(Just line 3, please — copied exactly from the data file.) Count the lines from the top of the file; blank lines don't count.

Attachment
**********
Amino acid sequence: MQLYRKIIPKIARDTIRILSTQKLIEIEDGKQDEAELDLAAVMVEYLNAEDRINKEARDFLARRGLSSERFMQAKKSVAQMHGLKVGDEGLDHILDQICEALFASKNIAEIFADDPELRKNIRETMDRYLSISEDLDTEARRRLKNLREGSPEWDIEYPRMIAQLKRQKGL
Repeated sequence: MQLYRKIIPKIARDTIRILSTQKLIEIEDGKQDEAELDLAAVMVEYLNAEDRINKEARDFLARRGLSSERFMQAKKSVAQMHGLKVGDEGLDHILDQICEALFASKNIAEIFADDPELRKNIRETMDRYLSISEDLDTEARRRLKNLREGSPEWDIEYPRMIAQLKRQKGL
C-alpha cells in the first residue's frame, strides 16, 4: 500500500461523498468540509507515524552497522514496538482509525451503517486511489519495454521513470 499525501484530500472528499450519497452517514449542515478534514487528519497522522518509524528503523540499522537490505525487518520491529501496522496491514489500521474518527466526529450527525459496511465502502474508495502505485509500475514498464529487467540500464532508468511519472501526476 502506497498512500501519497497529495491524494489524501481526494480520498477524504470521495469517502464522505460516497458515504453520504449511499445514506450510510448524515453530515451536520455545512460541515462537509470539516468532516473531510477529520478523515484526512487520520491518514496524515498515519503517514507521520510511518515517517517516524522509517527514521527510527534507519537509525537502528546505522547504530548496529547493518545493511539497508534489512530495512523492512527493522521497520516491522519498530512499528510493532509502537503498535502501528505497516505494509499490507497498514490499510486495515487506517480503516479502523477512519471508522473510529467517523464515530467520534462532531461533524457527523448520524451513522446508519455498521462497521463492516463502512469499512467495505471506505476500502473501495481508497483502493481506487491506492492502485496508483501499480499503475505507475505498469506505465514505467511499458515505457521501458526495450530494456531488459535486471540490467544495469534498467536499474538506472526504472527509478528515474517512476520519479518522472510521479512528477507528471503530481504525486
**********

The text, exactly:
C-alpha cells in the first residue's frame, strides 16, 4: 500500500461523498468540509507515524552497522514496538482509525451503517486511489519495454521513470 499525501484530500472528499450519497452517514449542515478534514487528519497522522518509524528503523540499522537490505525487518520491529501496522496491514489500521474518527466526529450527525459496511465502502474508495502505485509500475514498464529487467540500464532508468511519472501526476 502506497498512500501519497497529495491524494489524501481526494480520498477524504470521495469517502464522505460516497458515504453520504449511499445514506450510510448524515453530515451536520455545512460541515462537509470539516468532516473531510477529520478523515484526512487520520491518514496524515498515519503517514507521520510511518515517517517516524522509517527514521527510527534507519537509525537502528546505522547504530548496529547493518545493511539497508534489512530495512523492512527493522521497520516491522519498530512499528510493532509502537503498535502501528505497516505494509499490507497498514490499510486495515487506517480503516479502523477512519471508522473510529467517523464515530467520534462532531461533524457527523448520524451513522446508519455498521462497521463492516463502512469499512467495505471506505476500502473501495481508497483502493481506487491506492492502485496508483501499480499503475505507475505498469506505465514505467511499458515505457521501458526495450530494456531488459535486471540490467544495469534498467536499474538506472526504472527509478528515474517512476520519479518522472510521479512528477507528471503530481504525486